One of our most enduring narratives in American mythology is this notion of the Alpha Male. The Alpha male is the preeminent, dominant, ideal, and high achieving sex symbol guy that is the prototype of everything we desire and who is able to embody our most cherished beliefs about what constitutes the good life. As for polar opposites it would be a disservice to speak of the Alpha without reference to its contrary, the undesirable and low status Omega dude.
We want our guys on the right side of the ledger: as profit, asset, credit, and equity. If we can’t find him, well, we might as well invent him and endow him with those traits that we covet for ourselves but we are too shy to admit. So goes the legend of the invincible superheros larger than life who fill our screens and films and vicariously accomplish the impossible tasks of saving the world, the nuclear codes, common sense, beautiful women, and in the process, winning accolades and adulation right and left.
Those other guys at the end of the line are entirely disposable, thank you very much. Losers can stay at the bottom of the lader as a reminder for us kings at the top that descending and the lower evolutionary chain doesn’t fit our agendas and egos and do not serve our best interests and therefore, those little dudes are examples of what we civilized and polished guys ought never to do. It is a survival of the fittest world. Eat or get eaten. Be strong, be rich, score and get laid at every opportunity, grab and be selfish, set up your throne and have the slaves fetch you what is due to you. The world is better served by discriminating, dividing, and conquering. To hell with weakness and wimps and second and last places. Real men don’t shed tears. The world was made for top guns, pumped up muscles, and Hollywood looks.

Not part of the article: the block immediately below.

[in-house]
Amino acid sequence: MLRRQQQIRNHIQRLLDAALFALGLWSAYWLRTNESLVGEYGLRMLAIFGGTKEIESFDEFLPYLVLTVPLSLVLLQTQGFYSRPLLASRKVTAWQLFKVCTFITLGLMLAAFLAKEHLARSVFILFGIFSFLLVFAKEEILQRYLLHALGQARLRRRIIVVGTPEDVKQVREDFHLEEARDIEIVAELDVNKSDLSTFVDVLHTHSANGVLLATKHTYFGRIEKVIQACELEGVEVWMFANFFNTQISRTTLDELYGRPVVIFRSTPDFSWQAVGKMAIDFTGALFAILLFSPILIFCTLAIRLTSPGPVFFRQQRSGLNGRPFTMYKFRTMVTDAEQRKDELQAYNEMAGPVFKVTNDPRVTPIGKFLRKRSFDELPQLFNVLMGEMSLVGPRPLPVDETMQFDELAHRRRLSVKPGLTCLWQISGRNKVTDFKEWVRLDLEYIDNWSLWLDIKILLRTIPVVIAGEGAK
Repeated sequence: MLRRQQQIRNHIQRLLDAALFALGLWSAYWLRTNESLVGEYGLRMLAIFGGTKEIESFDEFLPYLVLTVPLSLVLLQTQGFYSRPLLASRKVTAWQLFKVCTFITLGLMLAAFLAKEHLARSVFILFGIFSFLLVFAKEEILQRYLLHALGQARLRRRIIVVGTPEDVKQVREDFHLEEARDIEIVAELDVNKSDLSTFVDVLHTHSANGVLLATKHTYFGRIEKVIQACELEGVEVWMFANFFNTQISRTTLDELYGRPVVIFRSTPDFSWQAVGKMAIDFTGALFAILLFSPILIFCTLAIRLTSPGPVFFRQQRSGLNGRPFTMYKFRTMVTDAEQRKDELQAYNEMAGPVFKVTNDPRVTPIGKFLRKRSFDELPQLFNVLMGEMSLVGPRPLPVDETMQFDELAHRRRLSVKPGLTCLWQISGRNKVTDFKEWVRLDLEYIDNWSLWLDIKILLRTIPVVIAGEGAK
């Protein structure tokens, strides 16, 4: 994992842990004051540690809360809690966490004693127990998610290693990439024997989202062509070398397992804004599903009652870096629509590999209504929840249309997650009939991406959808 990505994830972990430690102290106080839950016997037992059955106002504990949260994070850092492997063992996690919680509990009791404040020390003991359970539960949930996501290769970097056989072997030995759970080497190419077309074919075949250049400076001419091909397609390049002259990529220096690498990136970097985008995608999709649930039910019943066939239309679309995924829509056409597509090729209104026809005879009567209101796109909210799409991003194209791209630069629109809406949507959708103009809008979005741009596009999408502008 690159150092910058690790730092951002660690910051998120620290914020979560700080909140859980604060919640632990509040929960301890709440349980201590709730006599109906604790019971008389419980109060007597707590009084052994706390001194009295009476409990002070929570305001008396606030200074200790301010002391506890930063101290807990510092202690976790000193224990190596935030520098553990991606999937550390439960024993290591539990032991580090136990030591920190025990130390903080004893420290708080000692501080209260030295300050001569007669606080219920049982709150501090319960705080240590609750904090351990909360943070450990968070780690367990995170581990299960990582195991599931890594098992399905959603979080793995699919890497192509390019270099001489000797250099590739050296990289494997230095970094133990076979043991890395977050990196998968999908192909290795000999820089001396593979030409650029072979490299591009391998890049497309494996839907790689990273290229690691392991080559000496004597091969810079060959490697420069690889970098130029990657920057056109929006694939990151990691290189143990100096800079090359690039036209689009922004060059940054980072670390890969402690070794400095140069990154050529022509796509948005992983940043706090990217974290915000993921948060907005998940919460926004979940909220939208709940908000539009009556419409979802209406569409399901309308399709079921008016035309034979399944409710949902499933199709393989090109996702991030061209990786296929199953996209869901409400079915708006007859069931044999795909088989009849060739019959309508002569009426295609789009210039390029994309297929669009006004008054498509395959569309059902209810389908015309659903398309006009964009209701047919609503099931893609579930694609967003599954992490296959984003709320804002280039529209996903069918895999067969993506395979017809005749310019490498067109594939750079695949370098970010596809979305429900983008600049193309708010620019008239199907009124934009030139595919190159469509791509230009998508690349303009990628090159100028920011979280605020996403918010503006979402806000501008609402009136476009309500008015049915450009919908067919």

Christianity didn’t start from a position of strength. The guy who got the ball rolling got himself executed as a seditious rebel. The thing we don’t say in our status saturated society about such guys is that, “oh, well, he was a nice, accomplished fellow after all. He truly was up to something good.” They would not say those things back then, and surely nobody would say those things now about apparent losers. Winding up in death row is never an item you want to list on your resume. We don’t have Nobel prizes for having been fried by lethal injection. Because he was rejected as the Messiah of Israel Jesus must have felt that his vocation had all been a pipe dream, a mirage, an illusion of a defeated man who tried his best but was nevertheless misguided. But was that Jesus’ actual reaction?
Winding up in a position of weakness was all part of the plan. Jesus went against the grain of everything his society held dear and eschew with contempt. They were looking for a conquering Messiah. He gave them a crucified one. They were looking for a prince in shining armor, he presented himself as a naked lamb bleeding on his march to the slaughter.
I am the Alpha and the Omega, the First and the Last
Christ can hold both roles in tension and resolve their contradictions. First and last are opposite extremes. But Jesus reconciles them. He shows us that strength can derive from weakness, chaos, and death. Christ came out as a winner because he was willing to display weakness and vulnerability. The dignity of our humanity does not always lie in the infallible execution of our strengths, wits, and industry, but also in our ability to self-abase and self-sacrifice for the sake of a greater good. Christ is the ultimate Alpha Male precisely because he assumed the role of victim, sacrifice, and lostness. Christ models for us how the Alpha male can also be an Omega. By adopting the least favorable strategy, he managed to be tops. An invincible warrior is not always the best one because he might lack sympathy. He has never lost. He has never cried. Jesus didn’t do that. He did cry, and he did suffer. He can sympathize and feel our anguish. The wild lion of the jungle is not anybody’s friend. But the lion who is like a lamb is the kind of character that is approachable, loveable, and accessible.